Frustrated with the high cost of a proprietary Go To, the author developed a free, open source, DIY option, rDUINOScope Boiana.

rDUINScope Boiana is an open source Go To unit. The designs are all freely available and a community of helpful makers has sprung up around it.
Dessislav Gouzgounov

Every amateur astronomer knows the trouble of finding an object in the sky when first starting out in the hobby. It is the steep learning curve that one needs to overcome, the one that makes most people give up after few tries. To overcome this roadblock, telescope manufacturers came up with the idea to computerize a telescope and make it a Go To telescope. One simply pushes a button ....and voila – The Great Orion Nebula is in the eyepiece!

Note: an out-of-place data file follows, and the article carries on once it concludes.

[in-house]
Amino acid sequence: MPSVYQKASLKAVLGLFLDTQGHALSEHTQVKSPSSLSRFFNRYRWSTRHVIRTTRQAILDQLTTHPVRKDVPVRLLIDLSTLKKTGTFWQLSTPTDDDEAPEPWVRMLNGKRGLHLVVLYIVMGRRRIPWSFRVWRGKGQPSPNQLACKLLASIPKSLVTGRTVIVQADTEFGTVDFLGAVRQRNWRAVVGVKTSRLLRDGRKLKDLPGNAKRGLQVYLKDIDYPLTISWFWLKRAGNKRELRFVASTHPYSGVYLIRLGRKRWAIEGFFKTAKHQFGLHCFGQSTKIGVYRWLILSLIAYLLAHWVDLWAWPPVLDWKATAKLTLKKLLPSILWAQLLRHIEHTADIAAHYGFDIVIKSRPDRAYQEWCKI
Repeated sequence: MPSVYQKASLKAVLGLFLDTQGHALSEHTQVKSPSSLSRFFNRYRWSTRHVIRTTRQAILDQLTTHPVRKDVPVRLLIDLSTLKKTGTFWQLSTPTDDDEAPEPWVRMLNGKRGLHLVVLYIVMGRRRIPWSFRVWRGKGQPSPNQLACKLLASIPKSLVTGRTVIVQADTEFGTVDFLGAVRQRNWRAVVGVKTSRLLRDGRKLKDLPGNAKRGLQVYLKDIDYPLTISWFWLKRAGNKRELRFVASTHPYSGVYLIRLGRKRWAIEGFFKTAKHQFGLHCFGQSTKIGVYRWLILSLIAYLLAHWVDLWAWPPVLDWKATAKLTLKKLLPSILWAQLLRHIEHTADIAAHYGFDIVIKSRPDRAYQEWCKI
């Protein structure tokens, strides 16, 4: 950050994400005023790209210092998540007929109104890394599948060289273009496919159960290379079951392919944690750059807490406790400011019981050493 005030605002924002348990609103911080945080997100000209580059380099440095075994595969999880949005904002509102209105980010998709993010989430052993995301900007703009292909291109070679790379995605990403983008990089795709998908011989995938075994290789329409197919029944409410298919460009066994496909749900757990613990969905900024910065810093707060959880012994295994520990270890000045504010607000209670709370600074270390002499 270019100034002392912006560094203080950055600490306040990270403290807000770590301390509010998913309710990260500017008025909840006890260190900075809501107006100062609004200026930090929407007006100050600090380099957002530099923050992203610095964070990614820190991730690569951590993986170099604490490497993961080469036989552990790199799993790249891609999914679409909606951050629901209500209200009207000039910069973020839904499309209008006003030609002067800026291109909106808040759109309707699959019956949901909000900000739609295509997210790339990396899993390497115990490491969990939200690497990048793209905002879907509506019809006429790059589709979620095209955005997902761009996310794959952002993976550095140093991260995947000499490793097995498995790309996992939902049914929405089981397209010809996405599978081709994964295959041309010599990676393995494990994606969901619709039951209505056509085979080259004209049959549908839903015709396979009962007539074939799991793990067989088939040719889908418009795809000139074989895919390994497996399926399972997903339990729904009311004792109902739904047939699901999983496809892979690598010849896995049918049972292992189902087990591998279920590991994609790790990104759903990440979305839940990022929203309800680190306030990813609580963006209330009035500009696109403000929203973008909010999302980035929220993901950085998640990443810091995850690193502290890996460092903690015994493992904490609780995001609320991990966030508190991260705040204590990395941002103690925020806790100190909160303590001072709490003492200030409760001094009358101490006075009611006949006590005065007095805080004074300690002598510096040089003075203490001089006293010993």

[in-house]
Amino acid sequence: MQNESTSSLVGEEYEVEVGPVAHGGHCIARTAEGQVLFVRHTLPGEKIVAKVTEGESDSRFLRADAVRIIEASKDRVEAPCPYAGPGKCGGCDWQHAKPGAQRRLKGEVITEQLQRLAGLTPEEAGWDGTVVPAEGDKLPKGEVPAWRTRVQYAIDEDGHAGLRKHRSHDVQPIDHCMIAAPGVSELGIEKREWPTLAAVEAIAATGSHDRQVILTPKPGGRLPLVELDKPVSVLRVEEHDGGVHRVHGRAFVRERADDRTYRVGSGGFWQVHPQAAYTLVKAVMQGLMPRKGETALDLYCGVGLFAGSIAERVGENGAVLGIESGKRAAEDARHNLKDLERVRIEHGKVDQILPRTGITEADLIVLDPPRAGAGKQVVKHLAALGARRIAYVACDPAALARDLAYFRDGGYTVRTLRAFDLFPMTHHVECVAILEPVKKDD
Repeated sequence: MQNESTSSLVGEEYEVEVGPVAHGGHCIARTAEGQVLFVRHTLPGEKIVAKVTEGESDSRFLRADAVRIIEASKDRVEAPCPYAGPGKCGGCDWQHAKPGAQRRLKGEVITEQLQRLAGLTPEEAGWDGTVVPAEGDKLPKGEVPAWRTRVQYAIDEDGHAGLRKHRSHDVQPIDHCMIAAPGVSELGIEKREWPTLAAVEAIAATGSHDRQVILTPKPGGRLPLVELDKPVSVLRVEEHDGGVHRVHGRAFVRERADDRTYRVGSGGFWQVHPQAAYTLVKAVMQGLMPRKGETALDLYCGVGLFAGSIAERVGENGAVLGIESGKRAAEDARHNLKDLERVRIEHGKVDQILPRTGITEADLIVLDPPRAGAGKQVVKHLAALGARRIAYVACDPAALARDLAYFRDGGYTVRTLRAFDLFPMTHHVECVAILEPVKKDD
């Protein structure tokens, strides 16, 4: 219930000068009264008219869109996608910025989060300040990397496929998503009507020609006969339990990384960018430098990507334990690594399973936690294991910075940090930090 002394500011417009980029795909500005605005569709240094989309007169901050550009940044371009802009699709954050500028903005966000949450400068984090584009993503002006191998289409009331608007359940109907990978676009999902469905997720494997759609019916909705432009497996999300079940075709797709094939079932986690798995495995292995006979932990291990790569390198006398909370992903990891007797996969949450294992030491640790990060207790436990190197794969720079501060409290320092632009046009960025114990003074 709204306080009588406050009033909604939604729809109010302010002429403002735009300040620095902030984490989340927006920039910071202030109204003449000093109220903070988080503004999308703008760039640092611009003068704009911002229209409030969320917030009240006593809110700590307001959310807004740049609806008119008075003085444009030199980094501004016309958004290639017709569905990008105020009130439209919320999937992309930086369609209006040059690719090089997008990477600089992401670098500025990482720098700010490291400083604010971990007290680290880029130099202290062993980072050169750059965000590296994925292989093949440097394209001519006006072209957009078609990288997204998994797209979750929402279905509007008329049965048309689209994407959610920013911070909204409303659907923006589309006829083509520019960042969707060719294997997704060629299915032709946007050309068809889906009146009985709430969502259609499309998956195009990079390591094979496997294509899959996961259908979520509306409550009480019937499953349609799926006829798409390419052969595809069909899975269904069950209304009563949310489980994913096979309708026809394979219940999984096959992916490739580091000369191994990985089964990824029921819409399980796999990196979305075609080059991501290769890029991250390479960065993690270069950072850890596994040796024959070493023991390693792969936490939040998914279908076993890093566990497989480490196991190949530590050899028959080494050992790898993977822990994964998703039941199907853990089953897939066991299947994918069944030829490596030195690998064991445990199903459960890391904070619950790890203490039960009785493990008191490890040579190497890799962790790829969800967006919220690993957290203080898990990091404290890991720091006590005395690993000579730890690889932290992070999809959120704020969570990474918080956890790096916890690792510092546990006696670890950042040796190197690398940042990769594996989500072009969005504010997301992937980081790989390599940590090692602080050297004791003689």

Those computerized (Go To) telescopes are proprietary and a bit expensive, especially for the newly initiated. Go To computers are specific for each mount — meaning they aren’t interchangeable. Even for older telescopes, the units are still pricey. And, if something happens to your mount, such as drives failing, purchasing replacement parts in order to keep the Go To unit can add up.

Two years ago I discovered stargazing! A month later I bought my first telescope (small 80mm SkyWatcher on EQ1), and after I assembled it and went outside, I realized that I needed to learn the sky. A month later, after reading a pile of star maps and books, I decided to test my knowledge and went out with fellow amateur astronomers from the local club. I was surprised, but mostly disappointed, to find that even though I knew the location of Messier objects I was not able to locate them on the sky. I always considered myself an intelligent person, able to learn quickly, but this had bested me! I went home with a bitter taste in my mouth and I realized that it would take time and patience to properly learn the sky.